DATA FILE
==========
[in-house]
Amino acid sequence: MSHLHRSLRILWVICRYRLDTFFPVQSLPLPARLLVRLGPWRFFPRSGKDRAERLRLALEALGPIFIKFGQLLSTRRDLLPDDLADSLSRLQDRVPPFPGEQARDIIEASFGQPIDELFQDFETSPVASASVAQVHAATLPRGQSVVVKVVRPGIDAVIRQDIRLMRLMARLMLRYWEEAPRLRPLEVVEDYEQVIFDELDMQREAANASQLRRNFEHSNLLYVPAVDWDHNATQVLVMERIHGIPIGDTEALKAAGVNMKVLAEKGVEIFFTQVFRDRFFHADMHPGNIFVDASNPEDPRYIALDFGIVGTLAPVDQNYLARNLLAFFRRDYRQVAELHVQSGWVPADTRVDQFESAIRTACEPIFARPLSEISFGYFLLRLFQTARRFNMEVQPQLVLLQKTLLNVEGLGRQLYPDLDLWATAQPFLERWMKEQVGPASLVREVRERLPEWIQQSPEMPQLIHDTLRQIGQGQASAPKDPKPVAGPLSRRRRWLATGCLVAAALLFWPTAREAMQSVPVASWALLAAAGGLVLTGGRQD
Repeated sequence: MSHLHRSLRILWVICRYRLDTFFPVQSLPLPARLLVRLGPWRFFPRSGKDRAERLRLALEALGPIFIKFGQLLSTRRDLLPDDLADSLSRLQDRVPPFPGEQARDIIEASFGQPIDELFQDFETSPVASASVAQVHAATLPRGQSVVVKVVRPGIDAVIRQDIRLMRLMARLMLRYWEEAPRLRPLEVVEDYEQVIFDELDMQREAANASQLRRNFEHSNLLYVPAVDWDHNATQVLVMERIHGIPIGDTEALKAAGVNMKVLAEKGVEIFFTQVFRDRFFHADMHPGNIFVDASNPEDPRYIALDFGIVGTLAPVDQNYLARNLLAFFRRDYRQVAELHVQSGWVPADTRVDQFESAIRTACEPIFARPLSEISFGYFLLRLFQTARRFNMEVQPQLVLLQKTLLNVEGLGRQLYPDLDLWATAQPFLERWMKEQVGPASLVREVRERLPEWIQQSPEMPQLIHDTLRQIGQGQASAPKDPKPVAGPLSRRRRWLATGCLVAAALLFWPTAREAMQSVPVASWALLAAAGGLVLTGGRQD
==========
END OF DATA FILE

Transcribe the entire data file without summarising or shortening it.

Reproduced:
[in-house]
Amino acid sequence: MSHLHRSLRILWVICRYRLDTFFPVQSLPLPARLLVRLGPWRFFPRSGKDRAERLRLALEALGPIFIKFGQLLSTRRDLLPDDLADSLSRLQDRVPPFPGEQARDIIEASFGQPIDELFQDFETSPVASASVAQVHAATLPRGQSVVVKVVRPGIDAVIRQDIRLMRLMARLMLRYWEEAPRLRPLEVVEDYEQVIFDELDMQREAANASQLRRNFEHSNLLYVPAVDWDHNATQVLVMERIHGIPIGDTEALKAAGVNMKVLAEKGVEIFFTQVFRDRFFHADMHPGNIFVDASNPEDPRYIALDFGIVGTLAPVDQNYLARNLLAFFRRDYRQVAELHVQSGWVPADTRVDQFESAIRTACEPIFARPLSEISFGYFLLRLFQTARRFNMEVQPQLVLLQKTLLNVEGLGRQLYPDLDLWATAQPFLERWMKEQVGPASLVREVRERLPEWIQQSPEMPQLIHDTLRQIGQGQASAPKDPKPVAGPLSRRRRWLATGCLVAAALLFWPTAREAMQSVPVASWALLAAAGGLVLTGGRQD
Repeated sequence: MSHLHRSLRILWVICRYRLDTFFPVQSLPLPARLLVRLGPWRFFPRSGKDRAERLRLALEALGPIFIKFGQLLSTRRDLLPDDLADSLSRLQDRVPPFPGEQARDIIEASFGQPIDELFQDFETSPVASASVAQVHAATLPRGQSVVVKVVRPGIDAVIRQDIRLMRLMARLMLRYWEEAPRLRPLEVVEDYEQVIFDELDMQREAANASQLRRNFEHSNLLYVPAVDWDHNATQVLVMERIHGIPIGDTEALKAAGVNMKVLAEKGVEIFFTQVFRDRFFHADMHPGNIFVDASNPEDPRYIALDFGIVGTLAPVDQNYLARNLLAFFRRDYRQVAELHVQSGWVPADTRVDQFESAIRTACEPIFARPLSEISFGYFLLRLFQTARRFNMEVQPQLVLLQKTLLNVEGLGRQLYPDLDLWATAQPFLERWMKEQVGPASLVREVRERLPEWIQQSPEMPQLIHDTLRQIGQGQASAPKDPKPVAGPLSRRRRWLATGCLVAAALLFWPTAREAMQSVPVASWALLAAAGGLVLTGGRQD